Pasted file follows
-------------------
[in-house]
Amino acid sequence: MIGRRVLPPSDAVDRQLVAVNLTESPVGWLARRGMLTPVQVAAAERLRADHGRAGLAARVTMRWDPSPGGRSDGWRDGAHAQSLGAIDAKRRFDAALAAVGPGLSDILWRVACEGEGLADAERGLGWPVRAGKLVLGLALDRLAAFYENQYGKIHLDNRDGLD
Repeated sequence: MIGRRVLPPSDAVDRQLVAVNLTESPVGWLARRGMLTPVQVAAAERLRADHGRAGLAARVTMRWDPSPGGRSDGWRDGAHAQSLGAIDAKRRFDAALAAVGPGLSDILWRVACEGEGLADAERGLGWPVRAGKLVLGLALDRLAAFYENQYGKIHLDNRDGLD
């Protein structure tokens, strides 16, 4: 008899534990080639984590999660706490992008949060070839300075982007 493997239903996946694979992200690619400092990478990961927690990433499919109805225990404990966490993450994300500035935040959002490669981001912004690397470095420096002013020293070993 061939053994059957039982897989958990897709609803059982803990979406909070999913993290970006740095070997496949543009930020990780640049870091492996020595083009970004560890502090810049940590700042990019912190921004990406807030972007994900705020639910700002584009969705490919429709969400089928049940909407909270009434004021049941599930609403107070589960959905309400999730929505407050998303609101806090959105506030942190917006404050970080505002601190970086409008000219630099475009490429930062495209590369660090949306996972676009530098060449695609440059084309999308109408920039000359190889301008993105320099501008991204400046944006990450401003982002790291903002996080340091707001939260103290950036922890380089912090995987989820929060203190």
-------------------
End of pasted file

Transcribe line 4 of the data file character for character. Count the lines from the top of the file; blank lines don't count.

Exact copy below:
């Protein structure tokens, strides 16, 4: 008899534990080639984590999660706490992008949060070839300075982007 493997239903996946694979992200690619400092990478990961927690990433499919109805225990404990966490993450994300500035935040959002490669981001912004690397470095420096002013020293070993 061939053994059957039982897989958990897709609803059982803990979406909070999913993290970006740095070997496949543009930020990780640049870091492996020595083009970004560890502090810049940590700042990019912190921004990406807030972007994900705020639910700002584009969705490919429709969400089928049940909407909270009434004021049941599930609403107070589960959905309400999730929505407050998303609101806090959105506030942190917006404050970080505002601190970086409008000219630099475009490429930062495209590369660090949306996972676009530098060449695609440059084309999308109408920039000359190889301008993105320099501008991204400046944006990450401003982002790291903002996080340091707001939260103290950036922890380089912090995987989820929060203190």